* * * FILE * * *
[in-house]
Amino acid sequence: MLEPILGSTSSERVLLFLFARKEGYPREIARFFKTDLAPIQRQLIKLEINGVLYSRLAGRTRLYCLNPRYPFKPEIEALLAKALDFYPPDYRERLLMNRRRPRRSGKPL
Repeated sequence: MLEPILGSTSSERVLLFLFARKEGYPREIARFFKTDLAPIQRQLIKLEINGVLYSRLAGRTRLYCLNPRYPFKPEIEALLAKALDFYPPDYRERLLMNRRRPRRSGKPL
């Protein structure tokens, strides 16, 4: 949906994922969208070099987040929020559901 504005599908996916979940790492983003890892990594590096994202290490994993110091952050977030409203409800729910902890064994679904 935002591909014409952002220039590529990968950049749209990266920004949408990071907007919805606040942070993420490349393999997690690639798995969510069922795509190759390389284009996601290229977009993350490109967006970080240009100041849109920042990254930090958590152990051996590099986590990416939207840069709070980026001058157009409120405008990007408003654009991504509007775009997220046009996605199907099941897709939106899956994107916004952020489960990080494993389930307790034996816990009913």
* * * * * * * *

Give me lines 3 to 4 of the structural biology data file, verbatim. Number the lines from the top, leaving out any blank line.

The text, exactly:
Repeated sequence: MLEPILGSTSSERVLLFLFARKEGYPREIARFFKTDLAPIQRQLIKLEINGVLYSRLAGRTRLYCLNPRYPFKPEIEALLAKALDFYPPDYRERLLMNRRRPRRSGKPL
């Protein structure tokens, strides 16, 4: 949906994922969208070099987040929020559901 504005599908996916979940790492983003890892990594590096994202290490994993110091952050977030409203409800729910902890064994679904 935002591909014409952002220039590529990968950049749209990266920004949408990071907007919805606040942070993420490349393999997690690639798995969510069922795509190759390389284009996601290229977009993350490109967006970080240009100041849109920042990254930090958590152990051996590099986590990416939207840069709070980026001058157009409120405008990007408003654009991504509007775009997220046009996605199907099941897709939106899956994107916004952020489960990080494993389930307790034996816990009913």